I don't quite know what to think yet, but I'm going to keep reading.
For this Sunday's post I thought I'd write about a book I am reading with my English Teacher book club. I'm also using this book for the New Classics Challenge. The novel is called Cloud Atlas and it is by David Mitchell.
The novel is really six stories of completely different people from completely different times. Yet, the stories of these people are connected.
This novel is definitely unique, and I am quite intrigued as to how it will all end up. I am 153 pages into the novel and I have reached the fourth story in the book. The first story, called "The Pacific Journal of Adam Ewing," bored me a little bit. I liked that Adam was a man of good morals, but the writing style in this section was not quite captivating. The vocabulary was almost too complex and varied. I'm a lover of Victorian novels, which are full of big words and sentence structures that many people can't warm up to. So when I say the vocabulary is a little over the top, I definitely mean it. We find out that Adam has a tropical parasite, and his doctor is attempting to cure him of it. All of a sudden Adam's journal ends mid sentence and we are plunged into a very different world.
This world is the world of Robert Frobisher, a wanna-be composer who is desperate for money. His narrative is written through letters to his friend "Sixsmith." We follow him to the home of a retired and ill composer who takes Frobisher on to help him compose again. Meanwhile, Frobisher begins sleeping with this man's wife. Frobisher's tendency to use everyone around him while only caring for himself definitely made me dislike him. However, just as I was about to think I wouldn't like this novel, Frobisher happened to find in the library The Pacific Journal of Adam Ewing! That got me very interested. Funnily enough, Frobisher thinks there is something weird about the journal too. He says: "Something shifty about the journal's authenticity - seems too structured for a genuine diary, and its language doesn't ring true -" (64). So it wasn't just me!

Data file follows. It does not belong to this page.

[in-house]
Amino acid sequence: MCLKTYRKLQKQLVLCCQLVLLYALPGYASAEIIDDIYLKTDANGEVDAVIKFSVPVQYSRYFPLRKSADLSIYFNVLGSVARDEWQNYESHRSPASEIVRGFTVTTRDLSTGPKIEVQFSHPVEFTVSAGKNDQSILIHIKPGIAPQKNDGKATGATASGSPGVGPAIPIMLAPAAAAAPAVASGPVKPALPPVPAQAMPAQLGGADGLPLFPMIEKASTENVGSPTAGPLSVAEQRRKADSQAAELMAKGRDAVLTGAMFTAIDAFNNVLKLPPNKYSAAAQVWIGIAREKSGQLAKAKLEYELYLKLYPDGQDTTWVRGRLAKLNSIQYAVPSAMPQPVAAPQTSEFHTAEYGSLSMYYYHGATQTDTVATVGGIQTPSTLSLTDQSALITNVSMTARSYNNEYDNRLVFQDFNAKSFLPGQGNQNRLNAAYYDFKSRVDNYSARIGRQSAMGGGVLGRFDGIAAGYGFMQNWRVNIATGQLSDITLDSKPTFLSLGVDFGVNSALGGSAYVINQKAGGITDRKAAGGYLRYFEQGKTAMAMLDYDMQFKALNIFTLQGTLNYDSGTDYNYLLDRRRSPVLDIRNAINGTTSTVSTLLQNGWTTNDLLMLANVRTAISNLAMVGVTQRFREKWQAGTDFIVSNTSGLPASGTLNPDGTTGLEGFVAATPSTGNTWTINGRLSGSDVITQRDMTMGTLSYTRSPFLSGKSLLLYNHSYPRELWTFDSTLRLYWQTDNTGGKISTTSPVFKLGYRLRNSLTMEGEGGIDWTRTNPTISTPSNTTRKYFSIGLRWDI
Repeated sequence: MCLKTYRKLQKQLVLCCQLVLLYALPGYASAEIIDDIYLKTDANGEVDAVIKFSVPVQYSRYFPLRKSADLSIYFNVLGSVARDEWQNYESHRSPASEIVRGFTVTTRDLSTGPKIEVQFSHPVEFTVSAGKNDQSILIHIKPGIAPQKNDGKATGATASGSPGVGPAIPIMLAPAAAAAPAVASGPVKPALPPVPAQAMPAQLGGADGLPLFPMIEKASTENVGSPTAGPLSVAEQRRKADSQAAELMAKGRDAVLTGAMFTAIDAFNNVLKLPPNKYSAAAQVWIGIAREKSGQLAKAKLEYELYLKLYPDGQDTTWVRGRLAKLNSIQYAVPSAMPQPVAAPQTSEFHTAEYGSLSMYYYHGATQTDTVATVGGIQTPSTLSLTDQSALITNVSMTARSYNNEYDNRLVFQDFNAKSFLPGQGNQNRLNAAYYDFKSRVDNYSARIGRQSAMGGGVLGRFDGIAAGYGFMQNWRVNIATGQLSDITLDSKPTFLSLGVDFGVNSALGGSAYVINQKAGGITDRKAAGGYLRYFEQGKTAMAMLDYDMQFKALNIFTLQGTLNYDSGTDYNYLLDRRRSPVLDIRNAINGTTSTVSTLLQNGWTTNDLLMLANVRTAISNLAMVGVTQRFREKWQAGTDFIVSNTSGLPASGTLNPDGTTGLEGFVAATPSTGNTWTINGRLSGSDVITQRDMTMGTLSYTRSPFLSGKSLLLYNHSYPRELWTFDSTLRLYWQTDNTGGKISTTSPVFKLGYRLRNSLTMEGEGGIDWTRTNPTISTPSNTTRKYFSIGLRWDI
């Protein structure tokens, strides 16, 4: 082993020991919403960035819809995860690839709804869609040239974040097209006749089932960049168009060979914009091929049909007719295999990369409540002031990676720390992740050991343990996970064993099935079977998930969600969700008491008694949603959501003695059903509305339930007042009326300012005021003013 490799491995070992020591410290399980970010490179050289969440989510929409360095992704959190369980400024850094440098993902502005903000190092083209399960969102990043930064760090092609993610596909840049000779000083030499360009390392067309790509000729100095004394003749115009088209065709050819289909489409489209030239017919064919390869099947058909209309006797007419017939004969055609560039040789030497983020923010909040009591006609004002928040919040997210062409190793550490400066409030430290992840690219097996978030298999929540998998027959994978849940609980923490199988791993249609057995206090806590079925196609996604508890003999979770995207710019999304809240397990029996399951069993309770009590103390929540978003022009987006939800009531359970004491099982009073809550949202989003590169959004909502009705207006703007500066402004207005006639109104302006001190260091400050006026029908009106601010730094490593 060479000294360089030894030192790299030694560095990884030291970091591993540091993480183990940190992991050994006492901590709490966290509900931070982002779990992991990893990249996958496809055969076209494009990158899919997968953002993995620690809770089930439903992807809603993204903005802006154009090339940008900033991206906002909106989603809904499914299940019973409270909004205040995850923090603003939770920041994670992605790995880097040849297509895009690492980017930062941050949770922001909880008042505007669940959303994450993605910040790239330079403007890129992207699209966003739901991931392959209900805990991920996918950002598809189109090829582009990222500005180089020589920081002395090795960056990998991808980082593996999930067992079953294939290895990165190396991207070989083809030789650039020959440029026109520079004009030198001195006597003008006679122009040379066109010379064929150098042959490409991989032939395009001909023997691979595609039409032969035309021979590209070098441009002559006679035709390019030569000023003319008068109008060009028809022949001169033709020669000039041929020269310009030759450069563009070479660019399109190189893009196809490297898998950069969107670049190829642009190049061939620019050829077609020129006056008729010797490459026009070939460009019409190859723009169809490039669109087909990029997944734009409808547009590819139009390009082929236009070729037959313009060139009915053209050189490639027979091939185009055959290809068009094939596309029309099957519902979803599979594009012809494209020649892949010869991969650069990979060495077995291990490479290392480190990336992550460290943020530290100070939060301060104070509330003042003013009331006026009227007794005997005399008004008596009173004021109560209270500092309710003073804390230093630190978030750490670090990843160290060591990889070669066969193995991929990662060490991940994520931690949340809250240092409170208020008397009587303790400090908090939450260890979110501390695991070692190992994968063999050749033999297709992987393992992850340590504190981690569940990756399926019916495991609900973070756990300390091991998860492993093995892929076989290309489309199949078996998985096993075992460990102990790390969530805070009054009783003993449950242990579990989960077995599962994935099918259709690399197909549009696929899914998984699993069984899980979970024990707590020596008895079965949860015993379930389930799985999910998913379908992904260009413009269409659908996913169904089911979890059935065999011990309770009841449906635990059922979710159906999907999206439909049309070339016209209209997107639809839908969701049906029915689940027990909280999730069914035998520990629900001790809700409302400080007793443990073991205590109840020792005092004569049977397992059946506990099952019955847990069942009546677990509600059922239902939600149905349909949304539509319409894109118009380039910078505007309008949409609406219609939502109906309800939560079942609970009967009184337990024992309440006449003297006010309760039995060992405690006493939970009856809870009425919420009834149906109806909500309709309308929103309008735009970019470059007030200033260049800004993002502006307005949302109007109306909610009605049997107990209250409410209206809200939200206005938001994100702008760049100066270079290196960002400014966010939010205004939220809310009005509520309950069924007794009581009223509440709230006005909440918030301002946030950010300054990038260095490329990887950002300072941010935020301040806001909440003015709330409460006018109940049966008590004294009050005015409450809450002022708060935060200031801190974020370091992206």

From Frobisher we move to Half-Lives: The First Luisa Rey Mystery. There are even more connections now between the stories. For one thing, Frobisher's friend Sixsmith is a major player in this story. He informs Luisa Rey of a major scientifc project that is being pushed through to completion even though there are serious dangers. Sixsmith has refused to be paid off by the corporate meanies who want the project to go through, and he is eventually killed. However, Luisa ends up in posession of the letters Frobisher wrote to him 30 years ago. After reading the letters, Luisa realizes that both she and Frobisher have an abnormally shaped birthmark on their backs! She also begins searching for some of Frobisher's music, and finds out that he wrote a piece called "Cloud Atlas Sextet." Interesting...
I'm not far enough into the next story to know how it ties into the other stories, but obviously the connections will continue to build. I'm wondering if all of the stories are written by the same author, and the characters are going to find out they are all connected. Or maybe the idea of reincarnation will be involved somehow, since Lusia and Frobisher have the same birthmark. I'm not sure, but now I definitely want to keep reading so that I can see how everything turns out!
Has anyone read this? What did you think of it? (Don't give anything away!!)
Have a great week!